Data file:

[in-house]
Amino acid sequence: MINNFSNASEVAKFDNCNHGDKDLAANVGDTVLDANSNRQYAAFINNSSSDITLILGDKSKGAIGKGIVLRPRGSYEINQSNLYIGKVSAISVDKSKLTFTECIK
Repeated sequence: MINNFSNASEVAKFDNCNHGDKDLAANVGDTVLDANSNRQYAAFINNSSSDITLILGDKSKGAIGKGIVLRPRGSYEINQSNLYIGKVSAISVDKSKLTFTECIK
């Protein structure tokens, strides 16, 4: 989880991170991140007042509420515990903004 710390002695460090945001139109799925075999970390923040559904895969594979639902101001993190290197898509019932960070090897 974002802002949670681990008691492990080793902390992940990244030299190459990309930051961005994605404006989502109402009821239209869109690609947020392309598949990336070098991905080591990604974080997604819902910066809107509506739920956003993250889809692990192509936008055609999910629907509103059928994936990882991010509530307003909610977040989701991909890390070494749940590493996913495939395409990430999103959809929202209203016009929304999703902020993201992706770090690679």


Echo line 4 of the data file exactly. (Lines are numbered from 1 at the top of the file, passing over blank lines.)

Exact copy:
């Protein structure tokens, strides 16, 4: 989880991170991140007042509420515990903004 710390002695460090945001139109799925075999970390923040559904895969594979639902101001993190290197898509019932960070090897 974002802002949670681990008691492990080793902390992940990244030299190459990309930051961005994605404006989502109402009821239209869109690609947020392309598949990336070098991905080591990604974080997604819902910066809107509506739920956003993250889809692990192509936008055609999910629907509103059928994936990882991010509530307003909610977040989701991909890390070494749940590493996913495939395409990430999103959809929202209203016009929304999703902020993201992706770090690679």